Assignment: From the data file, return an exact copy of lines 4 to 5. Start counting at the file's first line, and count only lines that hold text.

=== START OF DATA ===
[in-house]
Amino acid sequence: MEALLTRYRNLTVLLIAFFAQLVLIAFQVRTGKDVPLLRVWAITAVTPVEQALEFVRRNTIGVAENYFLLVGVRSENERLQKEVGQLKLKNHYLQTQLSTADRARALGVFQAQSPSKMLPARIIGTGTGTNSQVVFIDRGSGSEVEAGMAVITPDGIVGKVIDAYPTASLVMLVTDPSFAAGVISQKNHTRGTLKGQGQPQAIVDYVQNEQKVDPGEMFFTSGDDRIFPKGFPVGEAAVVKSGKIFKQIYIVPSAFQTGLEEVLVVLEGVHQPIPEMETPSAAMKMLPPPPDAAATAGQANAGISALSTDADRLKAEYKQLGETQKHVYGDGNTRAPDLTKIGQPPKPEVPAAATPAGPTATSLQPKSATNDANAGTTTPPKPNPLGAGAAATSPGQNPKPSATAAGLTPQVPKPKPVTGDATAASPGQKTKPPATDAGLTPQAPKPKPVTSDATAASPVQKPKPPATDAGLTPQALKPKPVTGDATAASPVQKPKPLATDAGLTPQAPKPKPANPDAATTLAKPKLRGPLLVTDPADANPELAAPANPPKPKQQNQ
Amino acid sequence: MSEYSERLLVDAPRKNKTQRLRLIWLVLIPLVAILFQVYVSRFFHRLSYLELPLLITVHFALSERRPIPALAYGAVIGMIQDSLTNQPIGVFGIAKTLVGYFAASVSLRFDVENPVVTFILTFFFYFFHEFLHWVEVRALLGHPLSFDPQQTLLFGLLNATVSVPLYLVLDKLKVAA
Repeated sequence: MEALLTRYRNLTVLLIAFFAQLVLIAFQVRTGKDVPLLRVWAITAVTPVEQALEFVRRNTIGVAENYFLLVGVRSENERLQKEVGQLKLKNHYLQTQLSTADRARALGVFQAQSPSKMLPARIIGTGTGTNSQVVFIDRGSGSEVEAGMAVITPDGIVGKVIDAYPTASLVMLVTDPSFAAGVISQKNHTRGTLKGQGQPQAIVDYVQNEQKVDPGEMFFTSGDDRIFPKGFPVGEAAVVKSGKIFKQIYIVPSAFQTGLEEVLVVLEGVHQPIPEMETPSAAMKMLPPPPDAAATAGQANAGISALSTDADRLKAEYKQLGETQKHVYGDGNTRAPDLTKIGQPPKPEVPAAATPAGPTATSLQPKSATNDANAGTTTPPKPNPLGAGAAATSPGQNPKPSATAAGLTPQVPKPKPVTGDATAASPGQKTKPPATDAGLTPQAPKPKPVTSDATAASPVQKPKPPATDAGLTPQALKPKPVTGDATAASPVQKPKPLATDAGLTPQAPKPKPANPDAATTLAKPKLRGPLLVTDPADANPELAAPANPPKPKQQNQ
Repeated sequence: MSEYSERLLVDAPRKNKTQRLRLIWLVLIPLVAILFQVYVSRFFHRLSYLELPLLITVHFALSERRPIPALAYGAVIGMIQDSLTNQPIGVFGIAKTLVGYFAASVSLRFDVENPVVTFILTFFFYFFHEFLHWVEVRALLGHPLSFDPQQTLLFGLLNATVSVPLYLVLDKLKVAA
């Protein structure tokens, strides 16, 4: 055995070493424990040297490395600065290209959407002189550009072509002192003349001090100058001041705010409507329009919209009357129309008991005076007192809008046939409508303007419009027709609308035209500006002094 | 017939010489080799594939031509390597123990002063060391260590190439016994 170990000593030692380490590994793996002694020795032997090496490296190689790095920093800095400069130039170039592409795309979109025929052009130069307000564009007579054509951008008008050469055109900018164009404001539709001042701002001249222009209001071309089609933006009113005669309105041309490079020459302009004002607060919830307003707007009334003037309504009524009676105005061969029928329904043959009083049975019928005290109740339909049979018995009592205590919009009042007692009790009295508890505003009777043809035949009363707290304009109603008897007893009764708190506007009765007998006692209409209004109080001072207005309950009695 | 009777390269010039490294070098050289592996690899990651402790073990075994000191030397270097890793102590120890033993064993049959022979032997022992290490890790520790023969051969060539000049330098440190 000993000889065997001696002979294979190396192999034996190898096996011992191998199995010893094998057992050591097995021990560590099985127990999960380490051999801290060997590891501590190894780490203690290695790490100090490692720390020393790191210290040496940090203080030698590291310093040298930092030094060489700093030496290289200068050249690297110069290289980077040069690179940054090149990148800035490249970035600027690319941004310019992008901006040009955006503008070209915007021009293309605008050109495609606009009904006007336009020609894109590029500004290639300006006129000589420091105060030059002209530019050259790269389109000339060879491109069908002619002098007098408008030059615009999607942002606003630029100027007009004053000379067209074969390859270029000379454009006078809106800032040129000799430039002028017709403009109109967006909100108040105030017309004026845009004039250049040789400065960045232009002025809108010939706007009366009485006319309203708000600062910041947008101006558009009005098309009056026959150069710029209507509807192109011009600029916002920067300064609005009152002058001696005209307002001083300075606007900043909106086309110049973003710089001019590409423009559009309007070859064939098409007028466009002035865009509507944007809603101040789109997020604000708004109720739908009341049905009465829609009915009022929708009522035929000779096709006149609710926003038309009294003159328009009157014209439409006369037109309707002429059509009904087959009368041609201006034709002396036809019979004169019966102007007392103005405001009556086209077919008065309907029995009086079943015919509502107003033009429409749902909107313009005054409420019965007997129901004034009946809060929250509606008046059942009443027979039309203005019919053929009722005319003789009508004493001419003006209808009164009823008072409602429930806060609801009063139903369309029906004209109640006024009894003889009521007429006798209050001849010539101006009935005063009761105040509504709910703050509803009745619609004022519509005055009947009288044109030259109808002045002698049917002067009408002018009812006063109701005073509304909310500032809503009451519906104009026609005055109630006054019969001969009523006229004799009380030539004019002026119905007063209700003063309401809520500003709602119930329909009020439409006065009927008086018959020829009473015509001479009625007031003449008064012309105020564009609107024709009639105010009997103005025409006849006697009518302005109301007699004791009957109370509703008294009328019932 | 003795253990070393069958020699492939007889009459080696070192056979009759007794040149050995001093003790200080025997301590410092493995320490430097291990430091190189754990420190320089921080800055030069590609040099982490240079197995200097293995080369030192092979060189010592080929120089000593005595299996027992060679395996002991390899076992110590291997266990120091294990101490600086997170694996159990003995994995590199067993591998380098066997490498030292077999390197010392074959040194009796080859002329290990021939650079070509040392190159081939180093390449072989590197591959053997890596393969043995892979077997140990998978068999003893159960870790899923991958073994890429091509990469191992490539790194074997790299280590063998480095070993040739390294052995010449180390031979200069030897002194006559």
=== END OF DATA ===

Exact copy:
Repeated sequence: MEALLTRYRNLTVLLIAFFAQLVLIAFQVRTGKDVPLLRVWAITAVTPVEQALEFVRRNTIGVAENYFLLVGVRSENERLQKEVGQLKLKNHYLQTQLSTADRARALGVFQAQSPSKMLPARIIGTGTGTNSQVVFIDRGSGSEVEAGMAVITPDGIVGKVIDAYPTASLVMLVTDPSFAAGVISQKNHTRGTLKGQGQPQAIVDYVQNEQKVDPGEMFFTSGDDRIFPKGFPVGEAAVVKSGKIFKQIYIVPSAFQTGLEEVLVVLEGVHQPIPEMETPSAAMKMLPPPPDAAATAGQANAGISALSTDADRLKAEYKQLGETQKHVYGDGNTRAPDLTKIGQPPKPEVPAAATPAGPTATSLQPKSATNDANAGTTTPPKPNPLGAGAAATSPGQNPKPSATAAGLTPQVPKPKPVTGDATAASPGQKTKPPATDAGLTPQAPKPKPVTSDATAASPVQKPKPPATDAGLTPQALKPKPVTGDATAASPVQKPKPLATDAGLTPQAPKPKPANPDAATTLAKPKLRGPLLVTDPADANPELAAPANPPKPKQQNQ
Repeated sequence: MSEYSERLLVDAPRKNKTQRLRLIWLVLIPLVAILFQVYVSRFFHRLSYLELPLLITVHFALSERRPIPALAYGAVIGMIQDSLTNQPIGVFGIAKTLVGYFAASVSLRFDVENPVVTFILTFFFYFFHEFLHWVEVRALLGHPLSFDPQQTLLFGLLNATVSVPLYLVLDKLKVAA